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Listen for Tapping

Spring means birds are carving out holes in trees!
© Sheri Rypstra View Large

Woodpeckers are our most familiar bird carpenters, but other birds also chip out nests in trees and wood structures. Nuthatches — like this Red-breasted Nuthatch — are exceptional wood carvers, with their chisel-like bills. Chickadees will peck into less dense wood, carrying out wood chips by the beak full! Listen for bird carpenters this spring — and watch for wood chips.

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Full Transcript

Transcript: 

BirdNote®

Listen for Tapping

Written by Bob Sundstrom

This is BirdNote.
Spring means woodpeckers carving out nest cavities. They’re our most familiar bird carpenters.
[Pileated Woodpecker https://macaulaylibrary.org/asset/119461]
But they aren't the only excavators at work.
Tiny nuthatches, which also have chisel-like bills, are exceptional wood carvers. They will chip out nests in wood as tough as utility poles.
[Red-breasted Nuthatch https://macaulaylibrary.org/asset/110378]
Some nuthatches coat their nest holes with sticky conifer resin. This may discourage predators or competitors—like squirrels and House Wrens—from taking over the nest site. The nuthatches flit above the sap as they come and go. The resin deposited outside Red-cockaded Woodpecker holes is thought to deter predators such as snakes.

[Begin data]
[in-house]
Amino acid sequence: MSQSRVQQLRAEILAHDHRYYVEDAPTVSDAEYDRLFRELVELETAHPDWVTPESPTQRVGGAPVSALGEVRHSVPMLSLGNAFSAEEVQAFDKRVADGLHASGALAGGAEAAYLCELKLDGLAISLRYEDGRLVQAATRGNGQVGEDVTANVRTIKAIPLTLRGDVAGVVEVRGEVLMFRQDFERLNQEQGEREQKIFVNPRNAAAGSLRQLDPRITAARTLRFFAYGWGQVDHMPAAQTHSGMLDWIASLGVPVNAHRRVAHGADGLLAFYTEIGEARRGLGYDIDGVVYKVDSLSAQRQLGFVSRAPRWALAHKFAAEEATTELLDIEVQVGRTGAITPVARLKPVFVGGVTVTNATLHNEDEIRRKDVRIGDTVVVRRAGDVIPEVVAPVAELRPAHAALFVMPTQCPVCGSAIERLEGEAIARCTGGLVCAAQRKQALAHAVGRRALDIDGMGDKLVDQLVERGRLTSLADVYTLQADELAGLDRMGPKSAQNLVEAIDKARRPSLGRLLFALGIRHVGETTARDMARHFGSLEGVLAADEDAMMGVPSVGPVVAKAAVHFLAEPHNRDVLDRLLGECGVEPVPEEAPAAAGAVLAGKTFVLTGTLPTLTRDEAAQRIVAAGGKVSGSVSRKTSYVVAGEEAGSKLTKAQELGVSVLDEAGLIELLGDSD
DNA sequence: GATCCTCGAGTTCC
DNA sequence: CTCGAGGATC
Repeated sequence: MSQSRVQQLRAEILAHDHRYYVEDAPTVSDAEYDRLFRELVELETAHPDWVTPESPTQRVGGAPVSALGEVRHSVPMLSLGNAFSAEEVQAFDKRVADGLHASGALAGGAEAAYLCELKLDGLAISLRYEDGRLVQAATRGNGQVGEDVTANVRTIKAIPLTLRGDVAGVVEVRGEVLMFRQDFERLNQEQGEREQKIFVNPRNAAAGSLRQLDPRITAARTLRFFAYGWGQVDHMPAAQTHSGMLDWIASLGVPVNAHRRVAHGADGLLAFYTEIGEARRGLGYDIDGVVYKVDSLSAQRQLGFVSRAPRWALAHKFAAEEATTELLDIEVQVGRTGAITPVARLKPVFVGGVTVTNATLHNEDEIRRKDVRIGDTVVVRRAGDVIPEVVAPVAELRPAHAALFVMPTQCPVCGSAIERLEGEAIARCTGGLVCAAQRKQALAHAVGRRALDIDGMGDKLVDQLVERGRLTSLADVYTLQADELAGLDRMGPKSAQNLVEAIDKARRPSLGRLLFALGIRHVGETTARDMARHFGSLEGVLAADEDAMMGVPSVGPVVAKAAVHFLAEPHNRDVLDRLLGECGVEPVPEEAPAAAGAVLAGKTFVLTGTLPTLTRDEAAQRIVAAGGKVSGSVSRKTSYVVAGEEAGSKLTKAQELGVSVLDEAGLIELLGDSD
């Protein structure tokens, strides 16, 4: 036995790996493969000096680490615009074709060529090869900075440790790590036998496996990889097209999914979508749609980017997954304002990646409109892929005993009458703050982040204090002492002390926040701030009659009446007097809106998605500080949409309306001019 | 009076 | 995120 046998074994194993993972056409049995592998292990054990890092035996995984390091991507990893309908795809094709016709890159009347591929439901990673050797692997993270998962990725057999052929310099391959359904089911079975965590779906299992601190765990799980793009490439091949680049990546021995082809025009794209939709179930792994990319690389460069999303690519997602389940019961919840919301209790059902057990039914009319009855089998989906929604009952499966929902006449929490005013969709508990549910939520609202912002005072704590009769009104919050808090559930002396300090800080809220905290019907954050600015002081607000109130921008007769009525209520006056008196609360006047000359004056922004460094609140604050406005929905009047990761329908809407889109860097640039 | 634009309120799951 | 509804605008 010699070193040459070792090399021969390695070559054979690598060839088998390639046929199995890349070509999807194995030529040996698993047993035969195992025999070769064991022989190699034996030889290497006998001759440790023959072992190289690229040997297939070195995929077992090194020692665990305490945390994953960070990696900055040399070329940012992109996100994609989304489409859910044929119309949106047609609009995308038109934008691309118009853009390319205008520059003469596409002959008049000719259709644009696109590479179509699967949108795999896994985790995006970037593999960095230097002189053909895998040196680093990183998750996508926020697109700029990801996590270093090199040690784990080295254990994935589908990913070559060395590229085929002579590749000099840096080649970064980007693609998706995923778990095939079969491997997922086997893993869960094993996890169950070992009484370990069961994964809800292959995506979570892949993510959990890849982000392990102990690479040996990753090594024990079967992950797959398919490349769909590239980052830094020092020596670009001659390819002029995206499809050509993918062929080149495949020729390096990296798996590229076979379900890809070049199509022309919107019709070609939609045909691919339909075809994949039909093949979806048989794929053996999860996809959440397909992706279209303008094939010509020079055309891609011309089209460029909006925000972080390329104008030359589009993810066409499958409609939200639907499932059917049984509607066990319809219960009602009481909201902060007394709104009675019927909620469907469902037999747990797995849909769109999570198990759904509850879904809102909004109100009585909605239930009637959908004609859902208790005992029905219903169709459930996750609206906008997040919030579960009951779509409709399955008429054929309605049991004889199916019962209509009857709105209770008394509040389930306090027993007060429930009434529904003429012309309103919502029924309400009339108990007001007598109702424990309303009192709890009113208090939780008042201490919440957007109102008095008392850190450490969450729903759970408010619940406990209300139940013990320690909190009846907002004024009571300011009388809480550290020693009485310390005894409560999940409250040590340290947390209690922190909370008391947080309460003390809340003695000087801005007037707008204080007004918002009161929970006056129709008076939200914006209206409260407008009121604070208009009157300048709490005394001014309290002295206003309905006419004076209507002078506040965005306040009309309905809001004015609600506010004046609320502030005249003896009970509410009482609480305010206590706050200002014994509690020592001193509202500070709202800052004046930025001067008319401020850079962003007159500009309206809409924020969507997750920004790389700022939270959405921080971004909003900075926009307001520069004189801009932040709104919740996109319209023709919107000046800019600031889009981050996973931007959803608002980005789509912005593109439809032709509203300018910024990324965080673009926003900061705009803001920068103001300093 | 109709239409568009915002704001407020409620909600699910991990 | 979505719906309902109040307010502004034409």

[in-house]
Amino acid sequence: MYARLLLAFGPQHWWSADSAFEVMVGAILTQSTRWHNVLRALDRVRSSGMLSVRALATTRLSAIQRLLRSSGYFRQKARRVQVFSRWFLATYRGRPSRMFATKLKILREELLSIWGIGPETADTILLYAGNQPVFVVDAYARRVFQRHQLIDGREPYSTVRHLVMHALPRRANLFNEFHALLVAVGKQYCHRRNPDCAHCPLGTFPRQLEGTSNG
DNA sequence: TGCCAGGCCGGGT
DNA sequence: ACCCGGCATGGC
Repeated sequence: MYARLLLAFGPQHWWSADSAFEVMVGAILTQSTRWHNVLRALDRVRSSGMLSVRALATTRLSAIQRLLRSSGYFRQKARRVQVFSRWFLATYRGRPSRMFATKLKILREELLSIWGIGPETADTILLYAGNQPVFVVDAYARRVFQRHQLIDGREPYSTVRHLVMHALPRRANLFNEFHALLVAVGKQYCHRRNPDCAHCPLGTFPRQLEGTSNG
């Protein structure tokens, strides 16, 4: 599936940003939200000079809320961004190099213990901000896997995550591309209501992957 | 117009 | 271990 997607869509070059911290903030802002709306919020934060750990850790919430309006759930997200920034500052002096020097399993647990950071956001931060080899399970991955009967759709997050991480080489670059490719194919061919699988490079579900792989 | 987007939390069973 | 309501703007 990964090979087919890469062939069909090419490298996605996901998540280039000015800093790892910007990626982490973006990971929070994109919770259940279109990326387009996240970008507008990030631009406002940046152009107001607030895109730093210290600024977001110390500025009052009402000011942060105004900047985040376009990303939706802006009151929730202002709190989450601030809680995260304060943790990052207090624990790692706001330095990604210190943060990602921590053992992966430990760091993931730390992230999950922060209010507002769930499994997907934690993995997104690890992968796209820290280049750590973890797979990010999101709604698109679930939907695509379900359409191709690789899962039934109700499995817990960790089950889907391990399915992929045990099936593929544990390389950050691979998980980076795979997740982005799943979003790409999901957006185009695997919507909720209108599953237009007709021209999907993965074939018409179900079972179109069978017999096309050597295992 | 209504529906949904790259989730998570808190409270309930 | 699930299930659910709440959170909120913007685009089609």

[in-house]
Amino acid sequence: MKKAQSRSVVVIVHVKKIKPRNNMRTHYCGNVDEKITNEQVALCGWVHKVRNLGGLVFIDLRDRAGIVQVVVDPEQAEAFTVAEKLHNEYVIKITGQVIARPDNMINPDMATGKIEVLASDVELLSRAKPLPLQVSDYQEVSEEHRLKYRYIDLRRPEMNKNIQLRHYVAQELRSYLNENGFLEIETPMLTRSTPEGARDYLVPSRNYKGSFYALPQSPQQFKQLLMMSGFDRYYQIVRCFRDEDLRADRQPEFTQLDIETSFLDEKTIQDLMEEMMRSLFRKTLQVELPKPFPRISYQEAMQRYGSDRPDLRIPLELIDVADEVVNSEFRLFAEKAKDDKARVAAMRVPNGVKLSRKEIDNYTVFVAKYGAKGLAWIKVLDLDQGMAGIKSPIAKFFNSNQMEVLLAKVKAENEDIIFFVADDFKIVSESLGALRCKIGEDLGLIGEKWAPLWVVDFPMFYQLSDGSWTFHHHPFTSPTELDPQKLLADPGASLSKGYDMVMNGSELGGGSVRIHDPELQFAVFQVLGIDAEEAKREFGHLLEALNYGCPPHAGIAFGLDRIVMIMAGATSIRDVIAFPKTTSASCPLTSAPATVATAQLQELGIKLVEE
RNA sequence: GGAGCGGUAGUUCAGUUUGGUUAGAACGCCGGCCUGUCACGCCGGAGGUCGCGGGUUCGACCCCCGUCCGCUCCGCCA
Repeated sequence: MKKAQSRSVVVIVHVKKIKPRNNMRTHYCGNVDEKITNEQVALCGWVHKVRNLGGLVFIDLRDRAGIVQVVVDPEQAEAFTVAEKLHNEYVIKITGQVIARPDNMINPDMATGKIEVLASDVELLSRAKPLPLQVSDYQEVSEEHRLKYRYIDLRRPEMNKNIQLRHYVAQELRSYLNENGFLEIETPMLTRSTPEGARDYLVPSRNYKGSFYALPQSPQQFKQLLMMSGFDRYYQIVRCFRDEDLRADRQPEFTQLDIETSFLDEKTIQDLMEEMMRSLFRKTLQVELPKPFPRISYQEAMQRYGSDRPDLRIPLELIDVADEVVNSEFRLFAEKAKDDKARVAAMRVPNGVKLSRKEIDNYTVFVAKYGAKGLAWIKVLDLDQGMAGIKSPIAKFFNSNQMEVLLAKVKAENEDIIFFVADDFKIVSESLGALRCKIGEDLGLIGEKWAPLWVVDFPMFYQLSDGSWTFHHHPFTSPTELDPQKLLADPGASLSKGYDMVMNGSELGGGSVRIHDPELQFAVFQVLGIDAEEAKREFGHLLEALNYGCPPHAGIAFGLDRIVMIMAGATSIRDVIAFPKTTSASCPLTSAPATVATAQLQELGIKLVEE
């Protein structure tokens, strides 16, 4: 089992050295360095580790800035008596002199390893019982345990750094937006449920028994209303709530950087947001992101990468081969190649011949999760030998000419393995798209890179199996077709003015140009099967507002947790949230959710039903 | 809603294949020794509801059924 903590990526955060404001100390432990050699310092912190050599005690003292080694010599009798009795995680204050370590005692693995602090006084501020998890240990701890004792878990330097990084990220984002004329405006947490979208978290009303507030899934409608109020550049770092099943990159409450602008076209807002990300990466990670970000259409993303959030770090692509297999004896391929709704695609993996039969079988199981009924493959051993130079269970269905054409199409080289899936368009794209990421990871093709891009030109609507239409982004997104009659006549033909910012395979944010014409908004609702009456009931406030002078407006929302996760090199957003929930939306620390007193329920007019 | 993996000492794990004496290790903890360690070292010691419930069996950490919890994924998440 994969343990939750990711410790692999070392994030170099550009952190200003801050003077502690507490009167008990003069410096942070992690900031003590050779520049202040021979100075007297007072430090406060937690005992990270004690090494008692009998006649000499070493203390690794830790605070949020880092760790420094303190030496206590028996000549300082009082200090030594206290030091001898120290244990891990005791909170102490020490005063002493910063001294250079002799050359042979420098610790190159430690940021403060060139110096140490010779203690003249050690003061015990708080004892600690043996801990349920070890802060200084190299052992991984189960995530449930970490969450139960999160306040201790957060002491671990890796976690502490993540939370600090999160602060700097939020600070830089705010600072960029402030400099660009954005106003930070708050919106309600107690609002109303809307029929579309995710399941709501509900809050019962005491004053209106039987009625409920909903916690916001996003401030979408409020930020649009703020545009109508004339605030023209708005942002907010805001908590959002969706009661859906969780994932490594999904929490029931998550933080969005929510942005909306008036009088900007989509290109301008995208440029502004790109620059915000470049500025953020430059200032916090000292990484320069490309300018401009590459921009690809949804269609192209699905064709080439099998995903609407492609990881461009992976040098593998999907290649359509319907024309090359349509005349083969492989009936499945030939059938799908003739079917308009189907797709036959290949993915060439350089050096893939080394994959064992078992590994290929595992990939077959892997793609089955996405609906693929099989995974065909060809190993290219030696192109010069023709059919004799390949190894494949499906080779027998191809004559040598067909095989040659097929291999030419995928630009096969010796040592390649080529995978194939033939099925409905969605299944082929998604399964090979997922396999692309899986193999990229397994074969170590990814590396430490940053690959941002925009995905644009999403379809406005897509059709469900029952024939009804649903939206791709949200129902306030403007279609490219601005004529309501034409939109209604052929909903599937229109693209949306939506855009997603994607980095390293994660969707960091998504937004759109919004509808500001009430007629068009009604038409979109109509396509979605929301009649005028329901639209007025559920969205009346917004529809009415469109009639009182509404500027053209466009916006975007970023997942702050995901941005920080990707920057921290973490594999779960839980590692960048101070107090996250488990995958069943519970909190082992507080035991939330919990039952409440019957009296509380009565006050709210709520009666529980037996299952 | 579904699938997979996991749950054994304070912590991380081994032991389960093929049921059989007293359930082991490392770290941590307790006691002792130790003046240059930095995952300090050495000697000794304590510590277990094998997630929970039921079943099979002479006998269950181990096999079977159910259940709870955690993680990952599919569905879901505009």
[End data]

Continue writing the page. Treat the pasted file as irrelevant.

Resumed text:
Very soft tapping may signal a chickadee at work. Even without a chisel for a bill, chickadees can still peck their way into less dense wood, like a knothole or a decayed section of a trunk.
[Red-cockaded Woodpecker  https://macaulaylibrary.org/asset/74002]
Both males and females ferry out wood chips, creating a cylindrical cavity about eight inches deep. Finally, the female alone adds a nesting layer of moss, lined with a softer material like fur, to make a soft and warm bed for eggs and nestlings.
[Carolina Chickadee https://macaulaylibrary.org/asset/83635941 ]
So listen this spring for bird carpenters—and watch for telltale showers of sawdust.
For BirdNote, I’m Mary McCann.
###
Bird sounds provided by The Macaulay Library of Natural Sounds at the Cornell Lab of Ornithology, Ithaca, New York. Recorded by Geoffrey A. Keller, Wil Hershberger, and Ryan Sanderson.
BirdNote’s theme music was composed and played by Nancy Rumbel and John Kessler.
Producer: John Kessler
Managing Producer: Jason Saul
Associate Producer: Ellen Blackstone
© 2018 Tune In to Nature.org    May 2018   Narrator: Mary McCann

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